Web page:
The Pasadena-Foothills Association of Realtors helps spread the wealth to those in need.

BY: Cuyler Gibbons

 

 

 

As with almost all industry associations, PFAR, originally founded as the Pasadena Realty Board in 1907, is concerned with helping its members conduct responsible and successful businesses, while providing governmental advocacy on the issues of the day. Also among the objectives contained in PFAR’s lofty mission statement is the “advocacy of community service.” More than just advocacy however, PFAR, through its Charitable Foundation, and the community fund-raising events that support it, provides the direct means for its members to participate in giving back and for creating opportunities for others to do so as well.

Each year, PFAR conducts four events to raise money that is then awarded as individual scholarships and as grants to various 501(c)(3) charities selected by the Foundation Committee. Last year, the Foundation raised over $100,000. About 40 percent comes from the annual Wreath Auction, with a bingo night, wine tasting and the popular Taste of Old Pasadena combining to provide the balance of the funding.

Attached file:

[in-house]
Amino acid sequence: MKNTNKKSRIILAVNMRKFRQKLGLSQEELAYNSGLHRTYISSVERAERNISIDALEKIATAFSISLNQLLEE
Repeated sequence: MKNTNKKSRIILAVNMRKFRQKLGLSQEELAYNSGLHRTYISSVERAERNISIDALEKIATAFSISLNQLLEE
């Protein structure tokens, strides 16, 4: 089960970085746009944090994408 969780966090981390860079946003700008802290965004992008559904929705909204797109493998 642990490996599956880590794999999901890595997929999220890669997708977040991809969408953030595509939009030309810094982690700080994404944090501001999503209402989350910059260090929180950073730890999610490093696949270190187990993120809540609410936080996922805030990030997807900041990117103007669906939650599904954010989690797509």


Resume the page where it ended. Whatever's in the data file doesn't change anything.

According to Matt McIntyre of Berkshire Hathaway and the 2016 Chairman of the PFAR Charitable Foundation, scholarships are the “foundation of the Foundation.” PFAR awards annual $1,000 dollar scholarships to one (or sometimes two) students from each of Pasadena and the San Gabriel Valley’s public high schools. Lynnell Woodword and Ruth McNevin and a team of readers manage the applications, applications that, as McIntyre says “can be quite emotionally taxing. I’m always amazed at how heavy some of them can be.” This year, the committee reviewed 56 applications for the scholarships ultimately awarded to 10 highly deserving Pasadena and SGV high school students.

While PFAR’s efforts began with the scholarships, over time it became apparent they were able to generate more and more funds and sought to spread the largesse more widely throughout the community, and now The Foundation takes applications and awards grants to a variety of charitable organizations. As McIntyre says, “We’ve been doing these events for about 25 years, The Foundation, being a 501(c)(3) has been around about 10 years. Prior to that we just sort of collected funds and distributed them! We had to make a structural change. Twenty grand is one thing, but now we are hovering around a hundred thousand dollars annually.”